When I opened the door, an officer in a bullet proof vest asked me if I had been in the City last night. At that point I hadn’t read the paper, but had seen all the photographs of windows blown out and had very little memory. I burst into tears telling the policeman that it wasn’t me. I wasn’t the one who blew up the Commercial Union building, they had the wrong person. ” Please don’t arrest me I haven’t done anything. ”

    By this point several armed officers had entered the house (which must have been quite a sight for the neighbours) and it took them a while to calm me down. I had been reported missing and because no one could get hold of me, was feared dead. They also assured me that they knew I was not the bomber.
    This was Saturday and I would not find out until Monday that my drink had been spiked with the culprit brokers reprimanded.

    I’m writing all this down because these recent bombings take me back to the days of the IRA and the fear that existed at the time, the security in place in the City, the ‘Ring of Steel’, the armed guards at sentry points, the shrapnel damage to the Richard Rogers Lloyd’s of London building. The frequent security alerts on the tube. I actually caused one by accidentally leaving a briefcase on a station platform. I had spied the actor who played ‘Herr Flick’ and had forgotten the briefcase. I had to pay a fine to get it back, £20 I think. The reprimand I received for that mistake was epic. Hardly surprising, considering.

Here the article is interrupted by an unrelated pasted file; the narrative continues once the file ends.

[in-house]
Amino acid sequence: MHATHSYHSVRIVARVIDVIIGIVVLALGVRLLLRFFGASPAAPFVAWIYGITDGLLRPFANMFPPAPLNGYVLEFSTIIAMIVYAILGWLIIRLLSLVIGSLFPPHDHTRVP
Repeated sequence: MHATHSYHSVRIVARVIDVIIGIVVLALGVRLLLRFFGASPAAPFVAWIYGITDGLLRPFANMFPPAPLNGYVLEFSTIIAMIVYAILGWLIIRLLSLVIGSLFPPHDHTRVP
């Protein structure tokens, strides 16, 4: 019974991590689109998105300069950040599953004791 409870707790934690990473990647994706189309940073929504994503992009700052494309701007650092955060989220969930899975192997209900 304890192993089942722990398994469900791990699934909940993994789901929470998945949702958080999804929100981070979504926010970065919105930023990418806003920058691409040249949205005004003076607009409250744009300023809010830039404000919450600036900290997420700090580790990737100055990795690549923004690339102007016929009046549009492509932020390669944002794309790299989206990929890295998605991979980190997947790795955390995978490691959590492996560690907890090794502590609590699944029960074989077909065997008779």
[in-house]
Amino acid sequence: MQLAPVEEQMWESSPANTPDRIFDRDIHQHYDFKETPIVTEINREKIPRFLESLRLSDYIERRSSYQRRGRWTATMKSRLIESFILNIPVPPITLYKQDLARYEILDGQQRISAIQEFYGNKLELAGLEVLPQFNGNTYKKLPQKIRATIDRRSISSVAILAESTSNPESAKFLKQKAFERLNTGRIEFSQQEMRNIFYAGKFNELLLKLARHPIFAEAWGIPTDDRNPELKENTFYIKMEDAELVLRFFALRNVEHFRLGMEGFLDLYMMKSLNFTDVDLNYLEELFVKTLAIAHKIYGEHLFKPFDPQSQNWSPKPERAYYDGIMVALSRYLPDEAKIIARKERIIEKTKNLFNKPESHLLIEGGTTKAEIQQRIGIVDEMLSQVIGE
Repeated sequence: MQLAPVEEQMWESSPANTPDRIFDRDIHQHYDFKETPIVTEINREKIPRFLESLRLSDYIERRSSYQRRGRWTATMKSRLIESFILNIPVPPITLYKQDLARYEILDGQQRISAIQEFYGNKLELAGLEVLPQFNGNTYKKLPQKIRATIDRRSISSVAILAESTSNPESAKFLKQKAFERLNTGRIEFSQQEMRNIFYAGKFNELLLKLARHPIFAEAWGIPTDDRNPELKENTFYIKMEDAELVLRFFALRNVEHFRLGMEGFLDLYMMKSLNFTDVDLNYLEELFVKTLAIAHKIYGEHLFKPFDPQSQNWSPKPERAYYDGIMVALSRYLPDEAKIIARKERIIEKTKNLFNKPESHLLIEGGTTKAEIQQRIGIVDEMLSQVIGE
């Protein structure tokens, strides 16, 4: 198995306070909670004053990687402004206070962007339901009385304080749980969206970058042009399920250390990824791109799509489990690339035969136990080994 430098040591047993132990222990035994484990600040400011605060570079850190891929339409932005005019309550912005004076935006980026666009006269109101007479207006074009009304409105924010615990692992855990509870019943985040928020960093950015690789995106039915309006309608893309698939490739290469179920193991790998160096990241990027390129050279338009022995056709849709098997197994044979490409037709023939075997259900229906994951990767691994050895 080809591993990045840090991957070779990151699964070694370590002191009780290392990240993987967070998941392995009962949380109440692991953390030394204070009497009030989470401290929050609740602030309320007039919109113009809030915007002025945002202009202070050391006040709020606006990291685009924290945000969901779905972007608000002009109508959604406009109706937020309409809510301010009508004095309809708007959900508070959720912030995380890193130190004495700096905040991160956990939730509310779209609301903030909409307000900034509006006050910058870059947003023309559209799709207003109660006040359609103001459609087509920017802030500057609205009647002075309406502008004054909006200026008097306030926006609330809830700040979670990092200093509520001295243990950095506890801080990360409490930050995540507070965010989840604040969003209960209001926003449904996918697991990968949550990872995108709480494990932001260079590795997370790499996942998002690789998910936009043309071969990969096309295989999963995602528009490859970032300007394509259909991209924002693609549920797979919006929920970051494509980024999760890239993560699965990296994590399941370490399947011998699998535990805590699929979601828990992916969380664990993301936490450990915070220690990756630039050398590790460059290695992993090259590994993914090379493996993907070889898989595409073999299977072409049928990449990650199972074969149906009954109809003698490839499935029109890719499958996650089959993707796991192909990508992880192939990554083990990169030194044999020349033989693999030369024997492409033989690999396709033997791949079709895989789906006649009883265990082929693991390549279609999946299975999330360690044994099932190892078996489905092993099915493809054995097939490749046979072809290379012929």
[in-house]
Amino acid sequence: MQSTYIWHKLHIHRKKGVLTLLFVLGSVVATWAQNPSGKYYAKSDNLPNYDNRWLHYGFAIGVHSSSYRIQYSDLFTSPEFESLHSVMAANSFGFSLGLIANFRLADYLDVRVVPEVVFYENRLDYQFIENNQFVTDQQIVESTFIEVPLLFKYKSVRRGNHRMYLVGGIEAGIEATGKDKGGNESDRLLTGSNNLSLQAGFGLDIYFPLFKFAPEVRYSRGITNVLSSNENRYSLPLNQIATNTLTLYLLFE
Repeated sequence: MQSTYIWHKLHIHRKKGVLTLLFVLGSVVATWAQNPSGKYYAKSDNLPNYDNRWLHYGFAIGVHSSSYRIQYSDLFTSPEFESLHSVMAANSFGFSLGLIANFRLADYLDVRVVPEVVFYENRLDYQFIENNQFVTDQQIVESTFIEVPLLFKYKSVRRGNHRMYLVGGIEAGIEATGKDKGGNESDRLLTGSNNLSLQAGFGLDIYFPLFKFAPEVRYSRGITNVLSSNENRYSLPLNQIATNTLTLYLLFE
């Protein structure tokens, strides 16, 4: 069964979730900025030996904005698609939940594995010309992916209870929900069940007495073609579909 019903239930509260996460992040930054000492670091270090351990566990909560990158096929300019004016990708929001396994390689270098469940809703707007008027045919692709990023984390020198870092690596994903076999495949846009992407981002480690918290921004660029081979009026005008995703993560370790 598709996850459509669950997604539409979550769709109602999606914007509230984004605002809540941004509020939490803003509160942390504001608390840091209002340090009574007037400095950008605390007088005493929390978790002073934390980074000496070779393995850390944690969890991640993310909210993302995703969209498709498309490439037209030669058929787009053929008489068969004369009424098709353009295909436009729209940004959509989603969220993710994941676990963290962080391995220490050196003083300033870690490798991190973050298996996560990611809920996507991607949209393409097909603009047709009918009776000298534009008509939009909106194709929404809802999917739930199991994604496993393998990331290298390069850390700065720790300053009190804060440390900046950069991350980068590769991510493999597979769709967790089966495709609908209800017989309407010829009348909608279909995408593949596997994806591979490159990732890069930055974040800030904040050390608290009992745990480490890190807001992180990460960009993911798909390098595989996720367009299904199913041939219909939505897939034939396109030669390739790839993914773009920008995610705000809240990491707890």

That bomb at the Baltic Exchange weighed a ton.

    ‘The bomb caused £800 million worth of damage, £200 million more than the total damage caused by the 10,000 explosions that had occurred during the Troubles in Northern Ireland up to that point.’ [source: Wikipedia]

    Many seem to have forgotten what it was like.
    The current hate and fear mongering, the fake news, the scapegoating around Islam and Muslims really bothers me. Terrorists are the problem, be they ISIS, ETA, Baader-Meinhof or whatever and we need to come together to get them to stop and not fight each other or cause division through ignorance and prejudice.

    I hope you’re ok Lucy. I’m off to get a ‘self-care’ bar of chocolate now…

    My thoughts are with Annie and her family.

    I really hope this climate of hate and fear dies down. We’re better than this, even if some of us have forgotten. x